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A page from World's End
There are all kinds of editors, good ones, bad ones, and many in between. A good editor is one who will give you a run for your money. She will not only correct all your grammar errors, but will question you on every detail, find logical inconsistencies, hold your feet to the fire. Odds are, she will write, “Show, don't tell!” somewhere on your manuscript.

A bad editor will not do anything at all. Increasingly, editors – who are generally underpaid and overworked – simply don't want to put any time or effort into a manuscript. Like a homeowner who doesn't want to fix up a house before putting it on the market, they want to publish a book “as is.” Writers who have dealt with editors who are real sticklers may think this is sheer heaven. After all, editors who do nothing are great for an author's ego. But, believe it or not, there are errors in your manuscript – of internal logic, of grammar, and of sense. There always are. Trust me, you don't want your readers (or reviewers) to point out your mistakes.

Good editors are a dying breed, but great editors – ah, these are the ghosts of the past. A great editor not only gives his authors a run for their money, he brings out the best in them. A great editor puts his own ego aside (a rarity), and instead of adhering to a rule book (“Show, don't tell,” “Only one POV allowed”), follows the author's lead. Great authors break the rules, and great editors let them. A quick look at the rejection posts on this blog will give you an idea of what great authors have in common – and why editors/publishers (who were not up to their jobs) rejected them.

I had a good editor at RH. She forced me to examine everything in my manuscript – every chapter, every paragraph, every sentence, every word, every punctuation mark. I fought her every step of the way - and sometimes I was right. When I caved in to her insistence on following the rule book it robbed something from my story. But, more often than not, she was right. The trick to working with her was to understand what she was getting at, and then adjust my manuscript – slightly. In editing my first book - and this will always haunt me - I deleted too much. This is a common mistake for first-time authors. They throw the baby out with the bathwater.

I have learned through trial and error that the best way to work with editors is to walk the middle path. When they say “Jump,” don't ask “How high?” In other words, don't slavishly follow every suggestion. Use your judgment. On the other hand,  don't, don't, don't tell them to sod-off – even mentally. They may be right. Take a step back from your manuscript, take a deep breath, and then exercise your skill as a writer. Make your manuscript shine as only you can – with their guidance. If the editor is good, the final product will be well worth it.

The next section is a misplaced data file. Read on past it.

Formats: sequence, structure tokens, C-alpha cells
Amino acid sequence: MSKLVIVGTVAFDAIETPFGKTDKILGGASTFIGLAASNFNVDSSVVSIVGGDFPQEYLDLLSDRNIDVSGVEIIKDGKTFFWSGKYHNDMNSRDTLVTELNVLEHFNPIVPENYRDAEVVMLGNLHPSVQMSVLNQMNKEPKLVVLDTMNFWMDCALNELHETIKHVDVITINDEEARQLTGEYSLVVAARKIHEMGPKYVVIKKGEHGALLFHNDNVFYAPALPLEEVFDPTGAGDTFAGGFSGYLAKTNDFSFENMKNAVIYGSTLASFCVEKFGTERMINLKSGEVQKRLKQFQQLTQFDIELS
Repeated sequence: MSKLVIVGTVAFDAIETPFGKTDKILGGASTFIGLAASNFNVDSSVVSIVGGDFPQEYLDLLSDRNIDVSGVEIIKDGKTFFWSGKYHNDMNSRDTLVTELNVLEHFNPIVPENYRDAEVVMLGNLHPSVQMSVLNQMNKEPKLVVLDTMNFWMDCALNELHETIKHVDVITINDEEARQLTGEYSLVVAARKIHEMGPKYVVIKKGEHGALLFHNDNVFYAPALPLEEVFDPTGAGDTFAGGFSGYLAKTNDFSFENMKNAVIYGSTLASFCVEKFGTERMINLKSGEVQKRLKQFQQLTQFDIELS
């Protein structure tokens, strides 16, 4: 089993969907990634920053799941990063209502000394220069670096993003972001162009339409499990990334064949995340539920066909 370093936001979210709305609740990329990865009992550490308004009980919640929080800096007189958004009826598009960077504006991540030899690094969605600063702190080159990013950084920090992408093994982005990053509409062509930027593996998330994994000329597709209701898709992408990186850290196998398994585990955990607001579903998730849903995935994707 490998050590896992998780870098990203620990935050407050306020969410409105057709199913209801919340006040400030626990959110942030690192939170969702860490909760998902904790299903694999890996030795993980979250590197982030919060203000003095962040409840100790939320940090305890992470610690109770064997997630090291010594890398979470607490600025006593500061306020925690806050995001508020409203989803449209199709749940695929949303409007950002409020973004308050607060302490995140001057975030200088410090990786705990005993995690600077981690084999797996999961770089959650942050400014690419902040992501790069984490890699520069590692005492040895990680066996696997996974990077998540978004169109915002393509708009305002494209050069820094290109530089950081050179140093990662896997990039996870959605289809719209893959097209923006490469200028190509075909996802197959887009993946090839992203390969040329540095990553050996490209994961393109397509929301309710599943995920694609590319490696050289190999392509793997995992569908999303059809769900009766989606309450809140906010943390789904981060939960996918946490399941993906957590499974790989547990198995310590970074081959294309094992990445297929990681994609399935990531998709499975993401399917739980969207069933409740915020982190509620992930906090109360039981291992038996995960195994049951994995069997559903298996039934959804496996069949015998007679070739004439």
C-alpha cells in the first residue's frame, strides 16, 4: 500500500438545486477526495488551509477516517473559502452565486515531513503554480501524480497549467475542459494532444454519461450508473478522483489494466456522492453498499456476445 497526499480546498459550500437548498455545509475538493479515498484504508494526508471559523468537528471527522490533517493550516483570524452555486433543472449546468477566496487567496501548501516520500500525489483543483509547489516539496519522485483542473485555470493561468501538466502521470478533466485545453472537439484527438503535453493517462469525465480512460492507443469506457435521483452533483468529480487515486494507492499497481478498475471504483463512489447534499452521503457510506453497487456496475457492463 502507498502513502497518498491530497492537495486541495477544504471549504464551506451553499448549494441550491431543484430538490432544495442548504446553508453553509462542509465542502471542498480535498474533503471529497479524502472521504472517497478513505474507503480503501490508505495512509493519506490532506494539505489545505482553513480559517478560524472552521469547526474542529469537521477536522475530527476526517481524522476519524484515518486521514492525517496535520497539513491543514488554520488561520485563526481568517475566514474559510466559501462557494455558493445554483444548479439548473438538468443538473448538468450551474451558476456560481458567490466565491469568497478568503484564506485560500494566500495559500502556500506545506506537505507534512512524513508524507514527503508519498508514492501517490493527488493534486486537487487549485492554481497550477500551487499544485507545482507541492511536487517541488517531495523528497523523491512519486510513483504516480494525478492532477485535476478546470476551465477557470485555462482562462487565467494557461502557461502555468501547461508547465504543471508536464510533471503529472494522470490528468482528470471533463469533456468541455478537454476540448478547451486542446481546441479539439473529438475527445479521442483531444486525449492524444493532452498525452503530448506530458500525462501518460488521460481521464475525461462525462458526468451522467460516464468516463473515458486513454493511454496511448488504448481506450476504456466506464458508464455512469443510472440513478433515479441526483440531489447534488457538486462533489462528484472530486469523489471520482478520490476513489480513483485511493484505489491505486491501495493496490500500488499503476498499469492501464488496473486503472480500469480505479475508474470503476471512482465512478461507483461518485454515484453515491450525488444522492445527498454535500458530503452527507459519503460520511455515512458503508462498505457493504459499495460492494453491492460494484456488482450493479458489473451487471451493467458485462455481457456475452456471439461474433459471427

Comments

10/16/2012 6:46am

Excellent post. A truly good editor is worth every cent they charge and developing a connection with him or her is the key to progress. Mutual respect for each other's work is essential.

10/16/2012 2:34pm

A great editor makes you proud of the finished product. She doesn't rewrite it for you, she gets you to do the rewriting, so that what is there is yours and you CAN be proud of it. And yes, I have known some editrs who rewrote some bits of my books. My last book was for RH and, as it was a medieval fantasy, they gave e an editor who had knowledge of the era and asked,"Was this around in the 12th century?" and so on.

10/16/2012 2:38pm

Sorry, my iPad froze the comment and your blog doesn't have an edit facility! The old "show don't tell" line has been responsible for such awfulness as "she ran a hand through her long golden locks" Urk! Sometimes a few lines of tell is enough. - and my editor accepted this when I explained that "show" in this case would tar pages.

10/16/2012 4:20pm

Hello Sue, I wonder if we had the same editor... In any case, I don't trust anyone who edits by a rule book. I've had editors insert sentences, whole paragraphs, and change dialogue so as to conform to whatever recipe they have in mind. My short story, Stella's Starwish, has been published five times - in five different forms. The only version that conforms to what I actually wrote is the one I posted on this website. This is why we turn to epublishing.


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